From 2001–2005, we collected and individually marked 219 Alsophis portoricensis anegadae from Guana Island, British Virgin Islands, during the months September–October to determine morphometric characters, evaluate incidence of scarring and tail damage, and assess habitat use and activity. Males were longer than females and significantly heavier and heavier per unit length. Sex ratio was almost exactly 1:1 (102 M:104 F). Undamaged tails of males were significantly longer than those of females, but rates of tail damage did not differ by sex. Scarring and tail damage were more abundant posteriorly on the body and tail, and were cumulative, occurring with significantly greater frequency in larger individuals. Most damage was probably attributable to unsuccessful predation attempts by Soldier Crabs (Coenobita clypeatus). We found snakes in all habitats except an open grassy plain. Activity appeared to be bimodal, with a depression during the heat of the day. Although usually diurnal, three snakes were observed active at night. Most snakes were on the ground, but a small number were in water or climbing on vegetation or human-made structures. Most were in full shade and very few in full sun when first observed. Snakes most frequently were sprawled, rarely coiled, and many were first seen while moving.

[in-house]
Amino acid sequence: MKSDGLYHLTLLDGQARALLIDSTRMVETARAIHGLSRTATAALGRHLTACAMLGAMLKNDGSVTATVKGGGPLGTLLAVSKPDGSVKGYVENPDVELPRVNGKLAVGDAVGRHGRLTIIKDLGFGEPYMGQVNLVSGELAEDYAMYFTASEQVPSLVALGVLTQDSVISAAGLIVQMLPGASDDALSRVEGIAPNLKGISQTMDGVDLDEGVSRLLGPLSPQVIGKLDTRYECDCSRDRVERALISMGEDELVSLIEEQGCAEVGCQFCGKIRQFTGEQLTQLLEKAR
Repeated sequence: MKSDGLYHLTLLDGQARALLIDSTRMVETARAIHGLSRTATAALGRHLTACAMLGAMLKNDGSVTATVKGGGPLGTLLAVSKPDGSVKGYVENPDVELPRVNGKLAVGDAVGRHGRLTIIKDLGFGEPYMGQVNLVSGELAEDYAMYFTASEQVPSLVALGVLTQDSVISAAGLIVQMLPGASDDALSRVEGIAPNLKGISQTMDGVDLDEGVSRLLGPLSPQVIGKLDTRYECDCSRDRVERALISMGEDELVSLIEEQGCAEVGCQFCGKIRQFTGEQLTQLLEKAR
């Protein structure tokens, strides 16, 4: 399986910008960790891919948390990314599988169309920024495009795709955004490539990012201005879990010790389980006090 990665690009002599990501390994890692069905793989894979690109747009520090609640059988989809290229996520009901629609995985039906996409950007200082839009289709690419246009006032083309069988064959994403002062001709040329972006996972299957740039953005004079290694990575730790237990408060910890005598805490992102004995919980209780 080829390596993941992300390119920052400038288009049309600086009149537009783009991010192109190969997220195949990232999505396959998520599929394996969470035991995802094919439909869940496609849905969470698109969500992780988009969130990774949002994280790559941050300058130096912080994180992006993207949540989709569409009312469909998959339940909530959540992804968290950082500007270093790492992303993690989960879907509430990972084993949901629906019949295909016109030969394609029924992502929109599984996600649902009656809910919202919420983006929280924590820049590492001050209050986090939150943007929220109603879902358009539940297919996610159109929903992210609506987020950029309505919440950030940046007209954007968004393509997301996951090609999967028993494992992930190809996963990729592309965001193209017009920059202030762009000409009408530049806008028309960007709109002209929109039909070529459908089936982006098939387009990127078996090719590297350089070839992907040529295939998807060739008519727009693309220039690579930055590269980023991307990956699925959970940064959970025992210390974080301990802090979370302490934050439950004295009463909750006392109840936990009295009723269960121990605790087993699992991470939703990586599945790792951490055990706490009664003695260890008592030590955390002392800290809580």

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Vol. 2007 • No. 1